How to take to the institution by force

About Luis Manuel Otero Alcantara´s work

/ 1 July, 2015

Not being invited to participate in an exhibition is an obstacle to those who consider institutional decisions as an impediment. But there is another position that at least in young Cuban art appears few: entering by force. Clearly, not all artists can face in this way to institutionalism and emerge unscathed in the act. One of them is, without doubt, Luis Manuel Otero Alcantara.

In Post-it no one called him; he was not even interested in presenting his project to the authorities of the event. Sublimely made-up, with a flashy suit and a white rabbit proper of Beuys, he walked through the crowd interacting with the public. Alcantara intended to cut the rabbit’s head, which would have caused quite a stir; instead, he was invited to enter the catalog if giving up performing the sacrifice.

The imprint of his work is in making us feeling uncomfortable. We can not expect a nice piece by this artist; however, beauty is implicit in the aesthetic conception of the fact used as operation. It is not pernicious that we can recognize patterns in his work, as in his case the repetition of an ideo-aesthetic solution will not end until being completely exhausted. In this regard we recognize the use of poor or recycled materials, the reference to mass culture and pop, Afro-Cuban imprint, exacerbating the grotesque in representation and the document as support of a gesture in one of its stages of development.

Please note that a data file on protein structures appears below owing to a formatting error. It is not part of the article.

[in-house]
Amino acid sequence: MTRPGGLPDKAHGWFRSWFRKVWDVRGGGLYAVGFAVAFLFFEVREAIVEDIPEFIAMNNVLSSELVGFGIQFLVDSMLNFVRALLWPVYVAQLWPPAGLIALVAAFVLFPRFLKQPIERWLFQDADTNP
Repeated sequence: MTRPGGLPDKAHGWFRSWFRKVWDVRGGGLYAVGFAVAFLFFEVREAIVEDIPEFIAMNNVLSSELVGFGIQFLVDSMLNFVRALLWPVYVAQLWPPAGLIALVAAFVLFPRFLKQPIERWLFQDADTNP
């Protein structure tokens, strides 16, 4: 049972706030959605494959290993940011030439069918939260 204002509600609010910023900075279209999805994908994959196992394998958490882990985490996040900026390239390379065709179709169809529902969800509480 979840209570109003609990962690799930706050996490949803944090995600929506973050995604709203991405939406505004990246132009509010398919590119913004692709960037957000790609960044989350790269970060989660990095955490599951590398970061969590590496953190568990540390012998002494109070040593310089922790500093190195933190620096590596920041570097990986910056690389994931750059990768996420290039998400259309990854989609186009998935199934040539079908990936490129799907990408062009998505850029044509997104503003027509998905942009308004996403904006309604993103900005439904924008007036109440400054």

I am among those who believe his confrontation with the institution (including the police) will last as long as the duration of the lack of necessary recognition. But I also believe that the bomb that makes his artistic boldness to flow is what will accelerate the earned targeting process, which he still wrongly failed to reach entirely.

If they intend not to accept it, they will have to accept anyway, because Alcantara is willing to sacrifice the rabbit, but also to rethink with cold mind the possibility of cynically negotiating with the authorities, as long as the exchange to happen on his own terms. I would like to see what happens when his name to be something common inside and outside Cuba and the market bonanzas to begin to increasingly require him, the extension to infinity of the mode of making that took him to success. Perhaps by that time his work has evolved enough for, even reluctantly, being included in the glamorous catalog of the most important exhibition.

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